"Magic Stays"

Even as Airbnb fights against urban regulations and is involved in lawsuits with cities around the world, it still seems to be appealing to the warm and blurred ethos of its early days of common economy maintain. In an email to Quartz, a spokesman used the terms "magical stays," "community instead of goods," and "a world where everyone can belong somewhere" to describe the mission of the company.

"The core of Airbnb has always been … and will remain so – our exceptional hosts who invite guests to their homes," the spokesperson wrote. "We have seen how hosting represents a commercial lifeline for hosts around the world. The support of our hosts will always be our focus. Some of these hosts may have multiple entries for various reasons: some share their entire home when out of town and a room in their home when they are present. Others may help manage homes for their friends and neighbors. "

The idea that a luxury condominium for business travelers served by a management company can still be" magical "is a bit absurd – IPO Airbnb is in an existential tangle, Bivens said. To completely professionalize – not to act differently than another hotelier giant like Marriott – many of the pop-up companies that built an "incomparable brand" would be wiped out ineffective.

I do not want to pretend to be a hotel business, a huge operation of unlicensed hotels in places where they are not allowed, "said Bivens. "On the other hand, if they are not really big, what do investors invest money for?"

The idea of ​​a luxury condominium for business travelers being served by a management company is absurd can still be "magical".

Airbnb's suffering fits into a broader context of the turbulent democratization of travel. Although Airbnb often draws attention to the considerable economic contribution and the concomitant tourists to the cities and tourism revenues around the world, the continuing crisis of the overcapacity has shown that such a thing is too much a good thing. While tourism revenue on paper looks good, these figures do not support the hidden costs that some residents have borne for this growth. It's cool when your neighbors make extra money by renting out their apartment or thriving local restaurants by attracting outsiders – but not so cool that you have to trudge your luggage in the bar every night, mistakenly skipped bouncers, and drunken house parties Week.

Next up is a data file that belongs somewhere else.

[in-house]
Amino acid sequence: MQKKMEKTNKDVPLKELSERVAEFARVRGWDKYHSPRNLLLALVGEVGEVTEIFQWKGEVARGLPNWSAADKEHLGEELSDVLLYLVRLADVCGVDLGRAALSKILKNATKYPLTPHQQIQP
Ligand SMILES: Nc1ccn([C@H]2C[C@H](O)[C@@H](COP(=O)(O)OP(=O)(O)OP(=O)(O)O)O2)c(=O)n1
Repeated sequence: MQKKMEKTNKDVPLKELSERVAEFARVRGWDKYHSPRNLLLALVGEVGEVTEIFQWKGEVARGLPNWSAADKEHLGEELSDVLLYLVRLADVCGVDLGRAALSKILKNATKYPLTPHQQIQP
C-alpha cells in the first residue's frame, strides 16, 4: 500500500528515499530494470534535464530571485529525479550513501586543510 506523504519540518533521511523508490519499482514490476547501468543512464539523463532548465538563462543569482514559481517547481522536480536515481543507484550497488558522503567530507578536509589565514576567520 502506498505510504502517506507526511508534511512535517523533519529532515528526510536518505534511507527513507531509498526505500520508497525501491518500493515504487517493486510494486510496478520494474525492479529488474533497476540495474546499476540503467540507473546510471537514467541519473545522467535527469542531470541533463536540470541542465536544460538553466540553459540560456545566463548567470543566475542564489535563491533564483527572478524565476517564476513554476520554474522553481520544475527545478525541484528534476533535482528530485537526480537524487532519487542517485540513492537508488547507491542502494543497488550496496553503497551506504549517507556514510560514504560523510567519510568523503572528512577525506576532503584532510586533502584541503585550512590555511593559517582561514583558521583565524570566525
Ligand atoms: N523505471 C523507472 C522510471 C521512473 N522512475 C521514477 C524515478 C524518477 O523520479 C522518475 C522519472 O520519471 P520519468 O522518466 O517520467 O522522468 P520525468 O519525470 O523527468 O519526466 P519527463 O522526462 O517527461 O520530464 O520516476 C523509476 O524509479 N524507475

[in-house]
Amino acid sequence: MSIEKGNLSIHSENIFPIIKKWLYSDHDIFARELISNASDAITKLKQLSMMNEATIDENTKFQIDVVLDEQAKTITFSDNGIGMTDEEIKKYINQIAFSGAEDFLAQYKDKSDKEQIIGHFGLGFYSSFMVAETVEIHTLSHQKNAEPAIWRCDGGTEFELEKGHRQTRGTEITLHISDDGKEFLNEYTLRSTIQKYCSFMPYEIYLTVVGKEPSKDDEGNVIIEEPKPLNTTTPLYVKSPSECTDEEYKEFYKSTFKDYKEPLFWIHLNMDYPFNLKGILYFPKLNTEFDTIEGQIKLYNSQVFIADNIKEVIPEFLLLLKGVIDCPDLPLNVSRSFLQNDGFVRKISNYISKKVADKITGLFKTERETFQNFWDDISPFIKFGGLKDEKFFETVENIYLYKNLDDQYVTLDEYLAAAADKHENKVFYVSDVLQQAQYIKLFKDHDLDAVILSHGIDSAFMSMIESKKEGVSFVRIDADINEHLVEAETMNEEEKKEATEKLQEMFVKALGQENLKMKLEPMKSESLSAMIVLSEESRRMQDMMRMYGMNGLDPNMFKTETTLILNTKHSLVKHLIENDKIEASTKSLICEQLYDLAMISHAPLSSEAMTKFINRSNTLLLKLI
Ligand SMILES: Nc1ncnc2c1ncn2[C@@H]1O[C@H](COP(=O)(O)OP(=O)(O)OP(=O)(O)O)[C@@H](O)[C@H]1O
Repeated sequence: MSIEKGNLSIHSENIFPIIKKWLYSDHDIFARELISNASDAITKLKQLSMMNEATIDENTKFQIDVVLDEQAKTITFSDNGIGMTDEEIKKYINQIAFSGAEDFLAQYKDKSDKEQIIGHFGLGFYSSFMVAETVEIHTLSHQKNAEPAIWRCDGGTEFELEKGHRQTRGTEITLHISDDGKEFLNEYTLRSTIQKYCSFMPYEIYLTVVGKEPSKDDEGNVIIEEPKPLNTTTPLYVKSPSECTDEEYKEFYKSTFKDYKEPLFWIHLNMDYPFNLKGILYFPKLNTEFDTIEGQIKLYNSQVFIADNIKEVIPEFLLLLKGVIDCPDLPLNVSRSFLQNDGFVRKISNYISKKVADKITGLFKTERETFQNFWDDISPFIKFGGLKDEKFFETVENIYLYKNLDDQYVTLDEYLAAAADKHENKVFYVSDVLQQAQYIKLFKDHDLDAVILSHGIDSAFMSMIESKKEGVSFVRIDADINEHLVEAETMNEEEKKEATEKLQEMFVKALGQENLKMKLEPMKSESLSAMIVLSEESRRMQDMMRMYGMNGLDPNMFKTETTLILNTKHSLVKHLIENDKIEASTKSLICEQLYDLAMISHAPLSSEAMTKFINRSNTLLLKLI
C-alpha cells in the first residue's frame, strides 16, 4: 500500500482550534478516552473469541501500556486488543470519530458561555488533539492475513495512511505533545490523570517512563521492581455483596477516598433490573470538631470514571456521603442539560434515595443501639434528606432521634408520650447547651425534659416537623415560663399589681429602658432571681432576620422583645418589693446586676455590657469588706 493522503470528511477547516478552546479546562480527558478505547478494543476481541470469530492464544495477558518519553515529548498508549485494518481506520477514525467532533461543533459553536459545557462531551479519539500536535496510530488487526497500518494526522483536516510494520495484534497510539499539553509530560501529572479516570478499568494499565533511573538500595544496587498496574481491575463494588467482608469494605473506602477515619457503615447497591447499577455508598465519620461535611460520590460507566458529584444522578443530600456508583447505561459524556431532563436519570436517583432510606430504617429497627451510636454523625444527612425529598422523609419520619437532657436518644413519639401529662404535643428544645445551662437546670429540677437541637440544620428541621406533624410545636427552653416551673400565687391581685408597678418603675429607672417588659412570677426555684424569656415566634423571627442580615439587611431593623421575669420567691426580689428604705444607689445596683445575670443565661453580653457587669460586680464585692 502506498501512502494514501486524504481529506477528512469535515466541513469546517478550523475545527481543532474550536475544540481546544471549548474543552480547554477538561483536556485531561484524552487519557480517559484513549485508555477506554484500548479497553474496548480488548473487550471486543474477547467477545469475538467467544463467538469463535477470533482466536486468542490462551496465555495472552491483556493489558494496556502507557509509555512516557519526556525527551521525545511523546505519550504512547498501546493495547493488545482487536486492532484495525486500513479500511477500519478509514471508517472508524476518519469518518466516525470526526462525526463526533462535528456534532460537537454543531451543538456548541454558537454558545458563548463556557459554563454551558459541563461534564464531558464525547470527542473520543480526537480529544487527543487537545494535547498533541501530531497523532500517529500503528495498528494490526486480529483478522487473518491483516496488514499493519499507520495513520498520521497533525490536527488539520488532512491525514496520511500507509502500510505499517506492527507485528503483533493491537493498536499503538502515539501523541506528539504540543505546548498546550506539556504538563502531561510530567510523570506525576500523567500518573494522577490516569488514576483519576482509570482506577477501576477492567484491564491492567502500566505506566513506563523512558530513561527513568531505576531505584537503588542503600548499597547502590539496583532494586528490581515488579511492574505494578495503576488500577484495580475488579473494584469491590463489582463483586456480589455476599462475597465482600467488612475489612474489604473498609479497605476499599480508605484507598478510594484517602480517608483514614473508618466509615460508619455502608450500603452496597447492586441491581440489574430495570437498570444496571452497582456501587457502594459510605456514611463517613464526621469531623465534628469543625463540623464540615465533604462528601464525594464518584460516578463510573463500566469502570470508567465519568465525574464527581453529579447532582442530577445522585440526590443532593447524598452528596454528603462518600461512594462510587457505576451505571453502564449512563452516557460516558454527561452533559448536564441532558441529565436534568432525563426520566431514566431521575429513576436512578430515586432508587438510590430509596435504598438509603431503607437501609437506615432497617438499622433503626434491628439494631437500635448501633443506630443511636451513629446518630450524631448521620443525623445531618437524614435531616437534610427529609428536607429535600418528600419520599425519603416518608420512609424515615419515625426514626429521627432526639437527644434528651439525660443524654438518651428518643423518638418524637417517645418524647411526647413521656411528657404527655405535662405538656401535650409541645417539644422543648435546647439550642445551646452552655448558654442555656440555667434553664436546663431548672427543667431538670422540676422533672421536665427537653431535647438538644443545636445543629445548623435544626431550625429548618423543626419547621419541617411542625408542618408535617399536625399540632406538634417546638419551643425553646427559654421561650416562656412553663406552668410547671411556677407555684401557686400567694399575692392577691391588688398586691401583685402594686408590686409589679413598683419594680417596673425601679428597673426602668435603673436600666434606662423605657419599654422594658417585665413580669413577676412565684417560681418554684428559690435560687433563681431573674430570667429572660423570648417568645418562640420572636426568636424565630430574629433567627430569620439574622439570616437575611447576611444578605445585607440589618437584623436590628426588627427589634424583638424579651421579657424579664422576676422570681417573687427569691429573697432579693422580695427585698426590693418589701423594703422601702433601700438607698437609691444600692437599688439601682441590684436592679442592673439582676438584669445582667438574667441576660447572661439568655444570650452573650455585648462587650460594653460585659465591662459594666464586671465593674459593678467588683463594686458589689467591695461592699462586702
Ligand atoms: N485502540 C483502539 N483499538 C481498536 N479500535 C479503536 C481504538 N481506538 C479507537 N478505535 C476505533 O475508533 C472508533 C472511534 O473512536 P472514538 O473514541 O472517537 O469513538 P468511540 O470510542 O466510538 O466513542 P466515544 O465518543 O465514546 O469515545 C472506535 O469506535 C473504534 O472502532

No one can deny that Airbnb has changed the face of modern travel in just eleven years. Nor is it undeniable that the concept of renting a local lounge is inextricably linked to Airbnb – even though competitors such as Booking.com and VRBO are building similar homesharing activities. Airbnb bas, however, is in some ways the victim of its own impressive success, from the start of a rent-your-air mattress to one of the largest travel companies in the world due to its meteorological changes.

"Getting an Airbnb" – a person's real home can still be great to be sure of But this Airbnb experience itself is not what it used to be. Nowadays, you may be instructed not to tell anyone living in the building that you are an Airbnb guest, as happened to me in New York and Paris. And when I see anti-Airbnb graffiti on the walls in a city like Lisbon or Barcelona, ​​I do not feel like a local. I feel that my holiday is at the expense of the locals. This is a problem that is difficult to solve with platitudes and branding.

It remains to be seen how Airbnb interrupts this separation while responding to investors. Bivens said, "In my opinion, the pure Wild West ethos that has dominated Airbnb's expansion so far is pushed so far that the pendulum will swing in the other direction. And if they can adapt and thrive while adhering to democratically passed laws and laws and taxes, they should get the chance.

As it turns out, creating a "world where everyone can belong" is easier said than done.